The Ritter administration’s effort to reorganize the Colorado Oil and Gas Conservation Commission (COGCC), the state agency that oversees oil and gas development, was much more contentious. Historically, the majority of the COGCC’s seven members represented the oil and gas industry, which was consistent with the agency’s mission to promote the development of the state’s natural resources to generate revenue. In 2007 the legislature added two additional members and stipulated that wildlife, public health, and environmental interests must also be represented. These changes allowed the Ritter administration to write new rules in 2008 to address drilling-related environmental and wildlife concerns. Afraid that the new regulations would kill jobs, the oil and gas industry launched a determined campaign that succeeded in weakening some of the proposed rules.
Natural Gas Ascendant
While the 2008 rulemaking process resulted in friction between the Ritter administration and the oil and gas sector, their relationship shifted considerably in 2009, taking many environmentalists and renewable energy advocates by surprise and altering the trajectory of the New Energy Economy. In a July 2009 speech to the Colorado Oil & Gas Association (the industry’s trade group), Ritter declared that natural gas was “mission critical” to the New Energy Economy. Representatives of the oil and gas industry saw this shift as reflective of Ritter’s awareness of the industry’s central role in the state’s economy in the wake of the global financial crisis. Members of the Ritter administration, however, suggested this was a tactical move linked to its long-term goal of reducing dependence on coal as the state’s major electricity source; the administration argued it was never strategically opposed to natural gas.
This new partnership between the Ritter administration and the oil and gas industry was key to the administration’s success in raising the RES to 30 percent in 2010, a process that was nonetheless much more confrontational and required even more careful coalition building. The 30 percent RES was part of a broader compromise linked to the Colorado Clean Air, Clean Jobs Act (CACJ), which was passed that same year and required major utilities to replace, retrofit, or retire 900 megawatts of coal-fired power generation with natural gas or lower or non-emitting fuel by 2018.
Negotiations for the 30 percent RES and the CACJ took place quickly and out of the public eye, keeping many potential opponents, such as the coal industry and REAs, in the dark. The oil and gas industry focused its resources on gaining support for the CACJ, which they saw as a way to establish new markets for natural gas at a time when prices were very low, and largely stayed silent on the RES increase. Meanwhile, Xcel supported the increase to insulate itself from nonrenewable price fluctuations and because it could shift some of its electricity generation from coal to natural gas. The renewables industry was concerned about the move to gas in the CACJ but was brought along as a result of the 30 percent RES and a host of other provisions that were particularly beneficial to the wind industry. In order to satisfy small renewables producers, the new RES requires Xcel to get 3 percent of its energy supply from distributed generation, including rooftop solar, small hydro, and wind. Environmentalists were eager to increase the RES both because of its long-term commitment to renewables and concerns about the shifting relations between the Ritter administration and natural gas producers.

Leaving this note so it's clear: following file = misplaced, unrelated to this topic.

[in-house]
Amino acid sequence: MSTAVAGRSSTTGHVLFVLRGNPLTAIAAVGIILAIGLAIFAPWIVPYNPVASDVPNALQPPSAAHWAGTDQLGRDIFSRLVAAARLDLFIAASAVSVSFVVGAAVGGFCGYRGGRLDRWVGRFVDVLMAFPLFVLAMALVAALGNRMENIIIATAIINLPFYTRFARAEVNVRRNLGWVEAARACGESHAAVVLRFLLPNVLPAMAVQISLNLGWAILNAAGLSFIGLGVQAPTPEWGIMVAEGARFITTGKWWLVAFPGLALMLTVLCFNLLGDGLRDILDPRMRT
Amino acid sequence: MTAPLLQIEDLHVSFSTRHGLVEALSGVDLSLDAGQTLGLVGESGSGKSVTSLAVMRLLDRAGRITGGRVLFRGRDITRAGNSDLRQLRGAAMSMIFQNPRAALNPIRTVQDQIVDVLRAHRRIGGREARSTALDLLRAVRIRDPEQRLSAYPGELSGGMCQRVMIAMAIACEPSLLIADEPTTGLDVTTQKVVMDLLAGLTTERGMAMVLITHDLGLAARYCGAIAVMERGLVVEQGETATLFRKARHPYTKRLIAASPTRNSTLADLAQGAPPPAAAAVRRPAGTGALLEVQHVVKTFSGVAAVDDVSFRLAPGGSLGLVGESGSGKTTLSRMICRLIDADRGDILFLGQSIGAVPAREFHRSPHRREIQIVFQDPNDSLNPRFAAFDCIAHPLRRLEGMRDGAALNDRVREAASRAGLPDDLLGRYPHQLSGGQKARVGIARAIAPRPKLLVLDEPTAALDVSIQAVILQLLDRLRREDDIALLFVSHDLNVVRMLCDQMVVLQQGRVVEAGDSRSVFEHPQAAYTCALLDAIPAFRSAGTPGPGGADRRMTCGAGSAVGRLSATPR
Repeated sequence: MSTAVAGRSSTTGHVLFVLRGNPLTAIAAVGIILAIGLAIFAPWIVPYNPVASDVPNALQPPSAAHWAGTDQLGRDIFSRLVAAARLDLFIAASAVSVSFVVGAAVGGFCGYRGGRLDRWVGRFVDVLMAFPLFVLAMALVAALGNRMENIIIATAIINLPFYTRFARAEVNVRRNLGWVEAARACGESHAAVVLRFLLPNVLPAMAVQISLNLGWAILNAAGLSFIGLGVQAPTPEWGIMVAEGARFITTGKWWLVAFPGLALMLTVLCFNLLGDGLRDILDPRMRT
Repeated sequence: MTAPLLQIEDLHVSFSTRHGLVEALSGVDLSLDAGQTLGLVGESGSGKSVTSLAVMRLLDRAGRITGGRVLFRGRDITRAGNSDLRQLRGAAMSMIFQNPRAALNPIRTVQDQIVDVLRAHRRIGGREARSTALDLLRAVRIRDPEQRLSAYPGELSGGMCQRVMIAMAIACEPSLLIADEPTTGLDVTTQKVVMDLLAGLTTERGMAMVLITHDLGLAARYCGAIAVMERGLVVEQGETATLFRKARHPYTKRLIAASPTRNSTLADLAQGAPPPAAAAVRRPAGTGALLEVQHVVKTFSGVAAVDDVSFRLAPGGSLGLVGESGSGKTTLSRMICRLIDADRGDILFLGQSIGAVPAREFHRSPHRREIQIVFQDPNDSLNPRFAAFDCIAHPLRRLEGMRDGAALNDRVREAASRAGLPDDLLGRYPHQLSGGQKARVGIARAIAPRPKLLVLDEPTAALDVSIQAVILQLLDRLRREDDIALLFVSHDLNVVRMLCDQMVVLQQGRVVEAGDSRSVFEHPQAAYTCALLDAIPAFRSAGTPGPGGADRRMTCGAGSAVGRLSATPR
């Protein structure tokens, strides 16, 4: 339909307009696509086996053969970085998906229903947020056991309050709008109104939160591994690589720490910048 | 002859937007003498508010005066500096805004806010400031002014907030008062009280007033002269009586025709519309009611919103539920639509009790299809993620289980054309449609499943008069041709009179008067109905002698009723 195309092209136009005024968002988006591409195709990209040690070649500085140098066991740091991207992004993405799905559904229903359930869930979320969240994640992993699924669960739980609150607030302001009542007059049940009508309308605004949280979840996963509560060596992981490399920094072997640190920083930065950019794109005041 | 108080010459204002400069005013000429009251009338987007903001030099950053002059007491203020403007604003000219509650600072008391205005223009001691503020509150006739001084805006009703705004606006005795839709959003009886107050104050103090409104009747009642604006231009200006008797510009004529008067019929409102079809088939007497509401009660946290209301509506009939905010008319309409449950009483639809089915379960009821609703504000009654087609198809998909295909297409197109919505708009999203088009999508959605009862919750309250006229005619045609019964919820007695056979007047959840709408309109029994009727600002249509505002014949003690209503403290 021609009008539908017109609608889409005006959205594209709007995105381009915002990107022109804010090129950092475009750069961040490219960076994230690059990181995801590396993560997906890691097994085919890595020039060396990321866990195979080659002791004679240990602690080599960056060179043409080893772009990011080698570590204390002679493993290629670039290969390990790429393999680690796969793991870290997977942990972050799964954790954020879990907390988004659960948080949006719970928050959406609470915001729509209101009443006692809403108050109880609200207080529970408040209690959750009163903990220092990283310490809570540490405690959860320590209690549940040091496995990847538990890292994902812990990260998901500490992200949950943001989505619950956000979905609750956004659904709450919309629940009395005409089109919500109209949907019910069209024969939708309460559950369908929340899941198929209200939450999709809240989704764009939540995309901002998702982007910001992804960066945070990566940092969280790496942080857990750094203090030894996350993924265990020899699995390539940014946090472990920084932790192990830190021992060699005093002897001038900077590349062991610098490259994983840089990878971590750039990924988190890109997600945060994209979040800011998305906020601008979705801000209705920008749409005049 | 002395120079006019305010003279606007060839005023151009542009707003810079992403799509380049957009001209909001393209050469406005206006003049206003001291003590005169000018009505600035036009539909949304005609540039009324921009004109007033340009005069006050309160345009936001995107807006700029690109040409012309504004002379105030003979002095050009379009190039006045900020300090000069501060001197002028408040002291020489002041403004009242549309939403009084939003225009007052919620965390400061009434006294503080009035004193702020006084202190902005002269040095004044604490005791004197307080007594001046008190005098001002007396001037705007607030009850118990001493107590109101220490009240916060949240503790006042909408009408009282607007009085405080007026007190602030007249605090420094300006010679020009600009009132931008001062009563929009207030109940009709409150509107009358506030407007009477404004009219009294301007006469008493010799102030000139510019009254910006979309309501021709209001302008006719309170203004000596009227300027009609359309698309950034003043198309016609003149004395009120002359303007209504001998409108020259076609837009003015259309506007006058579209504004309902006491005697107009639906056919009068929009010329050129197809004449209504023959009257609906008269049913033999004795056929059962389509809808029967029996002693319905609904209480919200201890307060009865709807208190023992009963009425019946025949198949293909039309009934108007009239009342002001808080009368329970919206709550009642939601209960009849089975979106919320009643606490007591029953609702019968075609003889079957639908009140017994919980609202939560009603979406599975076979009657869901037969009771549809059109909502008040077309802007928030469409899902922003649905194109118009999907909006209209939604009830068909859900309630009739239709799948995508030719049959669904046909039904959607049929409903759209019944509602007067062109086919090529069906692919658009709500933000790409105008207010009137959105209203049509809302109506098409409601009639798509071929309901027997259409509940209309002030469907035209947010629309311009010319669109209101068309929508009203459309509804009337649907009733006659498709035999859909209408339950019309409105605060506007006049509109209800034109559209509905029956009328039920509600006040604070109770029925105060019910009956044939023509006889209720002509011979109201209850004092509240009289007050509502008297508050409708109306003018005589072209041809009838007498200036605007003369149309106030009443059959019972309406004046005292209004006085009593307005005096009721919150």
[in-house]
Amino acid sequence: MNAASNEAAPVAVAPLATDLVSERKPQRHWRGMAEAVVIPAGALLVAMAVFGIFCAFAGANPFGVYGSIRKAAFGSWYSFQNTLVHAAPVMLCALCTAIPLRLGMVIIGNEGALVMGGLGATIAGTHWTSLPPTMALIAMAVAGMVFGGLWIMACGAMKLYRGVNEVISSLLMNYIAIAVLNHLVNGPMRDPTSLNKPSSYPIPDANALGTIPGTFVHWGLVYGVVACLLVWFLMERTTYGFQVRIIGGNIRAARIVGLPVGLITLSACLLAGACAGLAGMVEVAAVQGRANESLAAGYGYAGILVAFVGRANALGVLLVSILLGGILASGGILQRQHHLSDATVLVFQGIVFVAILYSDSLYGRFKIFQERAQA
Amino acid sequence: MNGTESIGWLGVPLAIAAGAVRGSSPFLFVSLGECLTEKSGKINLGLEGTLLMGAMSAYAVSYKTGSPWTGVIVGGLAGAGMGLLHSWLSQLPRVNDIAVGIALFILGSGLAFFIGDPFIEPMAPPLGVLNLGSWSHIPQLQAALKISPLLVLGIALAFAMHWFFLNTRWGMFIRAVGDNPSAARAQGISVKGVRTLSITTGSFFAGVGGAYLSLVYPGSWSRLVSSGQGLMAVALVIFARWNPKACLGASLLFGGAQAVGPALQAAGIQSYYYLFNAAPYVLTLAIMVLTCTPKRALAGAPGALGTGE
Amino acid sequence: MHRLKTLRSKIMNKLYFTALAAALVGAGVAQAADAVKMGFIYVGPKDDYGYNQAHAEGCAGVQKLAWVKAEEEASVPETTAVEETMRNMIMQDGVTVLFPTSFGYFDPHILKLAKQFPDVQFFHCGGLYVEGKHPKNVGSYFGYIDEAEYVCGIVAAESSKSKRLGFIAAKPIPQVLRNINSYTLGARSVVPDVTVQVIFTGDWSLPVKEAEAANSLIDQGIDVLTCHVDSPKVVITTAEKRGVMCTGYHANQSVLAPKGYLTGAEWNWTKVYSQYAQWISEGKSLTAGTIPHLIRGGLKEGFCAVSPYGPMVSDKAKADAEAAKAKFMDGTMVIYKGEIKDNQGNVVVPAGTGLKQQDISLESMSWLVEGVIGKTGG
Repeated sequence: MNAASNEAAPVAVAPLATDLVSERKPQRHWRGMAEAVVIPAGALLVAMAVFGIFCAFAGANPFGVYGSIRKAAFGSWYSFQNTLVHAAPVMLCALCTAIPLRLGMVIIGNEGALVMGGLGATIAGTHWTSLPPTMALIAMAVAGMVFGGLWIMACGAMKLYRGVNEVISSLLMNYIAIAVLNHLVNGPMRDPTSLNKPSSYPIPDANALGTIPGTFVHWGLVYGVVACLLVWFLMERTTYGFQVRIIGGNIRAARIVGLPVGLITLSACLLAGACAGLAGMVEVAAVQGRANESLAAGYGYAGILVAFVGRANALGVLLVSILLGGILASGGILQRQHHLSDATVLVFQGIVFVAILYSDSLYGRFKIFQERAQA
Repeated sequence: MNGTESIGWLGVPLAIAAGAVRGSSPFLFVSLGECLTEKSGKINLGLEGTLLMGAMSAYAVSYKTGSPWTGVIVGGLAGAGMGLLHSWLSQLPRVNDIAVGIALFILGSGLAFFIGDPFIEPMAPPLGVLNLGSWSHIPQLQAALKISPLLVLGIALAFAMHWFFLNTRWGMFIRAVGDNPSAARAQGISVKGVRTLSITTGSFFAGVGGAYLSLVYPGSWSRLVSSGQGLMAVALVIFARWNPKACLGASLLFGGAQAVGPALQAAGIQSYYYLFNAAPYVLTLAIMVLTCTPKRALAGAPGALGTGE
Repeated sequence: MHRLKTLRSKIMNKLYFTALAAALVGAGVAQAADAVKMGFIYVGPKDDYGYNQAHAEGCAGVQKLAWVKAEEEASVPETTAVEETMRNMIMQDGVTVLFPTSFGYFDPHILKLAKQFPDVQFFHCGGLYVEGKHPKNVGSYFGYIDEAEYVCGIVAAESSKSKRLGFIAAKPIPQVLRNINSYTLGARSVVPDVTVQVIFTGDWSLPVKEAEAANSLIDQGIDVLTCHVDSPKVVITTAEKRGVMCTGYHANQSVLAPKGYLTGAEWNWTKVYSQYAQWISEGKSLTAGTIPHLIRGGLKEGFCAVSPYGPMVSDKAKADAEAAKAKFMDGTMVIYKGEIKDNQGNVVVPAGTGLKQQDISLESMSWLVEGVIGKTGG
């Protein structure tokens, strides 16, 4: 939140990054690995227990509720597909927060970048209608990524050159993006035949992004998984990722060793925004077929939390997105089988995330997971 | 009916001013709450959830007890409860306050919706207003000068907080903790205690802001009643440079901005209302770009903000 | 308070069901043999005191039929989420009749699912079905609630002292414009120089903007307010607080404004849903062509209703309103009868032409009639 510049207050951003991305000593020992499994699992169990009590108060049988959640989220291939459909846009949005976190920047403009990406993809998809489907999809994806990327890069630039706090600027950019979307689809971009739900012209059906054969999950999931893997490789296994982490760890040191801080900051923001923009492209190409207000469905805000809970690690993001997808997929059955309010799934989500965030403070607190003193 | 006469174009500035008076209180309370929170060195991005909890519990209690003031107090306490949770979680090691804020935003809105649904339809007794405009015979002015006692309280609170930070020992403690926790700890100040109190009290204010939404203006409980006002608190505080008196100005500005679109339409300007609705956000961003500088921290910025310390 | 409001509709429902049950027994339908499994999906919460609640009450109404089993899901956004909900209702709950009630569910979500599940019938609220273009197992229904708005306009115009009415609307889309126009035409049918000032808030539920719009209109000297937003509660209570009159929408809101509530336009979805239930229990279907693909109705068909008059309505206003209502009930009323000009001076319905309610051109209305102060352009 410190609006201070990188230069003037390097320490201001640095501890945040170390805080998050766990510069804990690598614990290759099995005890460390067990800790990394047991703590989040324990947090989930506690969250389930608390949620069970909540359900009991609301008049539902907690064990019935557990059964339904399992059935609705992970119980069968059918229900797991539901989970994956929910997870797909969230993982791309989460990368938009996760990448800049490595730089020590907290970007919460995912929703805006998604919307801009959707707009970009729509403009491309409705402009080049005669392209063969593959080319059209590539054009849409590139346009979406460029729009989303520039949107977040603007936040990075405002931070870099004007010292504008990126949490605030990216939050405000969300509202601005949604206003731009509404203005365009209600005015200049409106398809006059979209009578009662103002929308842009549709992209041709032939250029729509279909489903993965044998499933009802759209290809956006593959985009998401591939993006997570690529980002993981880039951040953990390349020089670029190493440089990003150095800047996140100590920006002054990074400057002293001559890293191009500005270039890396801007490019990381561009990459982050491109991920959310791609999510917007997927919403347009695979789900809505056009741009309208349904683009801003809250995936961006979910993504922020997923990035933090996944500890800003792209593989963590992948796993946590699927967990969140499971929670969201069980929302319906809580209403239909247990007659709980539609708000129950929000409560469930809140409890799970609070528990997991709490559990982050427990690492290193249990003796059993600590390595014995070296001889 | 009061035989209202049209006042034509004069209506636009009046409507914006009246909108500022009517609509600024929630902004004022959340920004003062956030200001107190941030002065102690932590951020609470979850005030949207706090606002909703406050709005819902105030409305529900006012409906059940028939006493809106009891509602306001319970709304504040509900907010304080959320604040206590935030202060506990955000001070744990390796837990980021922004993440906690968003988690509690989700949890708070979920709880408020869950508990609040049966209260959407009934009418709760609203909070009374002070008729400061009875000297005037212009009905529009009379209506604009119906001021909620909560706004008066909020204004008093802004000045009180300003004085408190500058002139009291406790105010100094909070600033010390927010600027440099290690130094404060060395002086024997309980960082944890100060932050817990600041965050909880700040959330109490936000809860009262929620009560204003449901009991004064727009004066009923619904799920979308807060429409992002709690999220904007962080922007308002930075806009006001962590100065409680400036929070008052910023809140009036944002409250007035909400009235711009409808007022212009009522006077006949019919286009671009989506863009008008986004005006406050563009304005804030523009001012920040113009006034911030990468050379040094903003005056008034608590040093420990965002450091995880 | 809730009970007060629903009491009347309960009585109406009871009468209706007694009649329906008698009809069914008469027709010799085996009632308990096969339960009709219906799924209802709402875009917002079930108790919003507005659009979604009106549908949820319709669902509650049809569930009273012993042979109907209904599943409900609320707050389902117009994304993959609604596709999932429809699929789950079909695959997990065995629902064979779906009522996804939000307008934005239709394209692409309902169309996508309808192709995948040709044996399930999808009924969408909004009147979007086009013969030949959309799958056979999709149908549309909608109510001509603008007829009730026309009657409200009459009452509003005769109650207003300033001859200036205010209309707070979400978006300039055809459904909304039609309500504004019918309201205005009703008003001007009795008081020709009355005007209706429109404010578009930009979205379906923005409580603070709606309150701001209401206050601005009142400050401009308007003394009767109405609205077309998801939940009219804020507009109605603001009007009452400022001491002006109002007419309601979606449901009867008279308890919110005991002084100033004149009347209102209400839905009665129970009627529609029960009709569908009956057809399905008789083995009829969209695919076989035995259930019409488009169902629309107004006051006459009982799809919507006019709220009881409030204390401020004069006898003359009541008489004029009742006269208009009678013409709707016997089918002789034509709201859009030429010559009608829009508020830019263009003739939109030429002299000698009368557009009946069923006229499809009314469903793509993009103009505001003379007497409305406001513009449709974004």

Despite the increasing prominence of natural gas, Colorado’s 30 percent RES is among the highest in the country. It is important to note, however, that RESs only cover electricity and are more often than not accompanied by binding emission standards.
After Ritter’s term ended, the conflict over the New Energy Economy continued with a 2015 federal appellate court decision upholding the constitutionality of the RES. Despite continued opposition, the RES is not likely to be repealed—all the more so since renewable energy is coupled with a broader move toward green manufacturing and technology in the state.
As of June 2016, there does not seem to be a strong political alliance that would increase the RES. While Governor John Hickenlooper is supportive of the federal Clean Power Plan, that plan is more likely to promote the use of natural gas rather than increase the RES, at least during the current governor’s term.